Given the recent spate of OpenSSL vulnerabilities, I'm sure that's the question on most of our minds. "Removing old insecure stuff" sounds good, but hopefully they cleaned up the code so it is more easily reviewable by outsiders than previous versions.

Update your iPhones, iPads right now – govt spy tools exploit vulns

DougS Silver badge

Re: A speedy patch release

The last few years they have been VERY quick to release security patches, especially for something like this.

Unlimited mobile data in America – where's the catch? There's always a catch

DougS Silver badge

Re: First world problem

Well, it depends on what sort of role playing you're doing with your girlfriend on a given night.

That's my lab coat on the hook there, I'll just grab it as I have an important video call to make...

China's $30bn VC fund

DougS Silver badge

China's track record on investments isn't all that great

There are entire cities built for a million people that are empty, and many other examples of malinvestment. China is growing at a big enough clip that they can weather some rather large amounts of wasted resources, just like Sand Hill Road can weather the occasional dot com bubble.

Other places in the US have had VC investment but haven't become another Silicon Valley, despite marketers trying to coin terms like "Silicon Alley", "Silicon Beach", "Silicon Prairie" and so forth. If anyone knew and was able to replicate the formula for its success, Silicon Valley wouldn't still be so unique.

'Second Earth' exoplanet found right under our noses – just four light years away

DougS Silver badge

Re: Slight problem with habitability figure

Reference, please? I've never seen ANYTHING suggesting the Earth will become uninhabitable in less than a million years, considering it has been fine for over half a billion.

Well, modulo one or two snowball Earths (but deliberate global warming could fix that)

Stop lights, sunsets, junctions are tough work for Google's robo-cars

DougS Silver badge

Re: Just very impressive.

They don't need to pull over, but they might need to slow down to see the light. But it doesn't matter if you can infer from other evidence that it is red.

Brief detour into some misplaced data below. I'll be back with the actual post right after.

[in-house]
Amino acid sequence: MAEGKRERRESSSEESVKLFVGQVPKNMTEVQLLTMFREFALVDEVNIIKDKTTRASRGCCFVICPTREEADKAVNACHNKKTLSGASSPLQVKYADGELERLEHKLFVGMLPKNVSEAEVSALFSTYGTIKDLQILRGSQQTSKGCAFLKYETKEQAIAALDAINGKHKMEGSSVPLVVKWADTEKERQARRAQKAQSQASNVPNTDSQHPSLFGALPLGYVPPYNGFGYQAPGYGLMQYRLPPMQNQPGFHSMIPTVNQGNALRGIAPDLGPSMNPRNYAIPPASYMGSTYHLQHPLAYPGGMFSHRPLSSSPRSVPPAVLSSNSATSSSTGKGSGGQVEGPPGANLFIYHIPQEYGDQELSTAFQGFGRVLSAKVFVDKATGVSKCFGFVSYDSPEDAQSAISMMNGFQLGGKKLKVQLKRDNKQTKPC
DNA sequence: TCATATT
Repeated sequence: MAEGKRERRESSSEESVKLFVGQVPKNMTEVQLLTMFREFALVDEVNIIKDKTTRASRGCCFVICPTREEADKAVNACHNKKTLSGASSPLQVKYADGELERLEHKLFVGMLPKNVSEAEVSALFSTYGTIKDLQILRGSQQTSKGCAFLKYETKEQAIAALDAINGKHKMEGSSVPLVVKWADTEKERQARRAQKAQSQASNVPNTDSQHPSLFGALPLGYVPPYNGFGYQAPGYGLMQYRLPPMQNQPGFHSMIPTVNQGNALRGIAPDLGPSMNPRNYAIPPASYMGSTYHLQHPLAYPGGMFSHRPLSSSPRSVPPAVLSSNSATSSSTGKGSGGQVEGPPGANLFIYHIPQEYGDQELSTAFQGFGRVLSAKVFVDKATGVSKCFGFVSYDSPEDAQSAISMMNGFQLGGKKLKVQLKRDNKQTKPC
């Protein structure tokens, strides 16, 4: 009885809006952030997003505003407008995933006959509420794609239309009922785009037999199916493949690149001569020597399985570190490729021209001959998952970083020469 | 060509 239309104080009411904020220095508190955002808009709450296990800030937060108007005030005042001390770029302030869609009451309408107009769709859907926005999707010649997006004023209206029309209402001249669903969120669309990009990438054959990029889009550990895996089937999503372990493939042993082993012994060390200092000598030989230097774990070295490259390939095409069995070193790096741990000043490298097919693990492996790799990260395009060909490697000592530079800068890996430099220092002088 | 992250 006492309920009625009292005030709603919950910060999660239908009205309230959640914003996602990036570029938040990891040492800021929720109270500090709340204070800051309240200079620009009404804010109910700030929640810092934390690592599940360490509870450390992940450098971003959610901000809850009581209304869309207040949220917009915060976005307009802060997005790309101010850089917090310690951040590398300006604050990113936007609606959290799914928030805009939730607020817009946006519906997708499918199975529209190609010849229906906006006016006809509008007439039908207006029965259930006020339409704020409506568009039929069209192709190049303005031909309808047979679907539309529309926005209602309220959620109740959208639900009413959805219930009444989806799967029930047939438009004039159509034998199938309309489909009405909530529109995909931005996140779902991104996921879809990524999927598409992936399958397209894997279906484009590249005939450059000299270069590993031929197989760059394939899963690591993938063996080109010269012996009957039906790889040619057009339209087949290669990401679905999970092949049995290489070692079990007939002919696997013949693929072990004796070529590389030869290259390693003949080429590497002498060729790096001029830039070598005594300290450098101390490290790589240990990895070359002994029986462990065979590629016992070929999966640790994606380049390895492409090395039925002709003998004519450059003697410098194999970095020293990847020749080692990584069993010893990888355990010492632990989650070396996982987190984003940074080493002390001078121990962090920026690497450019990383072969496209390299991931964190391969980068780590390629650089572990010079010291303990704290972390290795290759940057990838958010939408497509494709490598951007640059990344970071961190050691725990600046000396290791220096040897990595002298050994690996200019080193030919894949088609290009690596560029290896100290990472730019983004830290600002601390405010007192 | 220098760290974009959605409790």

Kaspersky launches its own OS on Russian routers

DougS Silver badge

Re: And another thing......

Yes they are, but if the router doesn't currently have a backdoor, how you are going to install the backdoor software on it? If they have an exploit for it, they never needed a backdoor in the first place.

Oracle reveals Java Applet API deprecation plan

DougS Silver badge

Re: True enough.

How does today's story demonstrate anything about the need for a language that won't get you sued? Oracle never sued anyone for using Java in browsers. Their lawsuit with Google over Android is different, and doesn't concern Java but something almost-but-not-quite-Java that Google created.

Obviously to get widespread support the language must be open, otherwise Firefox can't include it and Chrome probably won't include it.

US Treasury to launch pre-emptive strike on EU's Ireland tax probe

DougS Silver badge

Re: The Intentional Revenue Scum

The IRS wants other countries to charge US companies $0 in taxes, because it means more money for the IRS to which taxes are still due. You don't understand how corporate taxes work in the US at all, obviously.

DougS Silver badge

@doctor syntax

It isn't that Apple considers those subsidiaries to have NO tax jurisdiction, they are based on Ireland and therefore have an Irish tax jurisdiction as far as US government is concerned. They are managed from the US and therefore have US jurisdiction as far as Ireland is concerned. Totally legal according to the laws of both countries, because they have different rules about how tax jurisdiction is determined.

But like I said, all this structure does is delay taxes, Apple carries a future liability for them on their books because they are owed to the IRS - just not payable until the money is brought into the US.

DougS Silver badge


They're borrowing money, but only a small percentage of the overseas hoard. Theoretically they could take on $200 billion in debt I suppose, but they haven't done so.

DougS Silver badge

Re: Apparently, the US already does

But US companies don't avoid US tax, they only delay it. The US Treasury has every incentive to allow Apple and every other US company to pay as little tax to other countries as possible, because those taxes are a credit against US taxes.

When Apple brings that overseas money in, it is taxed at 39.4% (less whatever credits there are for overseas taxes already paid) which considering Apple has over $200 billion in cash overseas now, is a pretty hefty pile that has mostly been lightly taxed and will (eventually, when it is brought back someday) mean $60 to $70 billion for the US Treasury. The reason everyone leaves their money overseas now is because of Bush's stupidity for having a tax holiday on bringing money into the US, which offered some special limited time low rate (I think 12.5%?) so now everyone leaves all their money overseas figuring/hoping that someday another tax holiday will be declared. Or that rates will be lowered and they'll be permitted to bring that money in under the new lower rate (if rates are lowered I think the old money should get the full tax so as not to reward all the companies who did this)

There is no way for US companies to permanently avoid US taxes on any income no matter where earned and no matter what tax residency their subsidiaries may claim.